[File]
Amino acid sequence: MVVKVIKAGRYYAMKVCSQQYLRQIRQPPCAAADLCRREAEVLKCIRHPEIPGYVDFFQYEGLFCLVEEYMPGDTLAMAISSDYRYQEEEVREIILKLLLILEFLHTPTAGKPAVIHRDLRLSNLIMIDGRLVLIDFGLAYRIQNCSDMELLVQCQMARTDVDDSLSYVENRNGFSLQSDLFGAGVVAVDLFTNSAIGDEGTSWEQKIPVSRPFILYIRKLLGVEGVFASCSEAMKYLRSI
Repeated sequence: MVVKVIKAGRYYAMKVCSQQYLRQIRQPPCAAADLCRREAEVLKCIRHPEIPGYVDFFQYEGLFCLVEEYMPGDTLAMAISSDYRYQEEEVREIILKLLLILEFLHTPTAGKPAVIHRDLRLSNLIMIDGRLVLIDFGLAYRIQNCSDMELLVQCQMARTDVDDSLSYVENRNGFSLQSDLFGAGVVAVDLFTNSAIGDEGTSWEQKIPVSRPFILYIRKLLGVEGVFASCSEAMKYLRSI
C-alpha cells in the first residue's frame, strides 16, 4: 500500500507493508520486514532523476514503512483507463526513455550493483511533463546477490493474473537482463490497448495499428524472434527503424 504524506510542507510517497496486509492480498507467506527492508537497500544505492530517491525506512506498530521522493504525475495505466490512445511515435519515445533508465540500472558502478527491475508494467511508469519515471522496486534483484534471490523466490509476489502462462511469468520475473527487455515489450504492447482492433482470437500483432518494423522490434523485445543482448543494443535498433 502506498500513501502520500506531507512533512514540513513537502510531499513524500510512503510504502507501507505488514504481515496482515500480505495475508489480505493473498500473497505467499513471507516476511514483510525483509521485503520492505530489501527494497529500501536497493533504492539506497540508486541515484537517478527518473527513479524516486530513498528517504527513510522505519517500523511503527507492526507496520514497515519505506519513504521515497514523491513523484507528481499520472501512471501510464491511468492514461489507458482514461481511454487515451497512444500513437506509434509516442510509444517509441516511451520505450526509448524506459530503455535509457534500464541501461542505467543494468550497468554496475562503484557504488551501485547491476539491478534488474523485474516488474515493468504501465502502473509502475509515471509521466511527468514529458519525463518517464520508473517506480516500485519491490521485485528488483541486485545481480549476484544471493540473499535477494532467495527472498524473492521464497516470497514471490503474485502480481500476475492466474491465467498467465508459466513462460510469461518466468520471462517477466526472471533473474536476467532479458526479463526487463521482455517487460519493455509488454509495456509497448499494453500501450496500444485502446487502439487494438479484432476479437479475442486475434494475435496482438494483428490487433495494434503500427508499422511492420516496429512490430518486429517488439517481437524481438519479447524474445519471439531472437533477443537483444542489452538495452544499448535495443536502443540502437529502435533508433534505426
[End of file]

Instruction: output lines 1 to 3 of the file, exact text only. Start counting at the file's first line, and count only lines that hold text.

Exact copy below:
Amino acid sequence: MVVKVIKAGRYYAMKVCSQQYLRQIRQPPCAAADLCRREAEVLKCIRHPEIPGYVDFFQYEGLFCLVEEYMPGDTLAMAISSDYRYQEEEVREIILKLLLILEFLHTPTAGKPAVIHRDLRLSNLIMIDGRLVLIDFGLAYRIQNCSDMELLVQCQMARTDVDDSLSYVENRNGFSLQSDLFGAGVVAVDLFTNSAIGDEGTSWEQKIPVSRPFILYIRKLLGVEGVFASCSEAMKYLRSI
Repeated sequence: MVVKVIKAGRYYAMKVCSQQYLRQIRQPPCAAADLCRREAEVLKCIRHPEIPGYVDFFQYEGLFCLVEEYMPGDTLAMAISSDYRYQEEEVREIILKLLLILEFLHTPTAGKPAVIHRDLRLSNLIMIDGRLVLIDFGLAYRIQNCSDMELLVQCQMARTDVDDSLSYVENRNGFSLQSDLFGAGVVAVDLFTNSAIGDEGTSWEQKIPVSRPFILYIRKLLGVEGVFASCSEAMKYLRSI
C-alpha cells in the first residue's frame, strides 16, 4: 500500500507493508520486514532523476514503512483507463526513455550493483511533463546477490493474473537482463490497448495499428524472434527503424 504524506510542507510517497496486509492480498507467506527492508537497500544505492530517491525506512506498530521522493504525475495505466490512445511515435519515445533508465540500472558502478527491475508494467511508469519515471522496486534483484534471490523466490509476489502462462511469468520475473527487455515489450504492447482492433482470437500483432518494423522490434523485445543482448543494443535498433 502506498500513501502520500506531507512533512514540513513537502510531499513524500510512503510504502507501507505488514504481515496482515500480505495475508489480505493473498500473497505467499513471507516476511514483510525483509521485503520492505530489501527494497529500501536497493533504492539506497540508486541515484537517478527518473527513479524516486530513498528517504527513510522505519517500523511503527507492526507496520514497515519505506519513504521515497514523491513523484507528481499520472501512471501510464491511468492514461489507458482514461481511454487515451497512444500513437506509434509516442510509444517509441516511451520505450526509448524506459530503455535509457534500464541501461542505467543494468550497468554496475562503484557504488551501485547491476539491478534488474523485474516488474515493468504501465502502473509502475509515471509521466511527468514529458519525463518517464520508473517506480516500485519491490521485485528488483541486485545481480549476484544471493540473499535477494532467495527472498524473492521464497516470497514471490503474485502480481500476475492466474491465467498467465508459466513462460510469461518466468520471462517477466526472471533473474536476467532479458526479463526487463521482455517487460519493455509488454509495456509497448499494453500501450496500444485502446487502439487494438479484432476479437479475442486475434494475435496482438494483428490487433495494434503500427508499422511492420516496429512490430518486429517488439517481437524481438519479447524474445519471439531472437533477443537483444542489452538495452544499448535495443536502443540502437529502435533508433534505426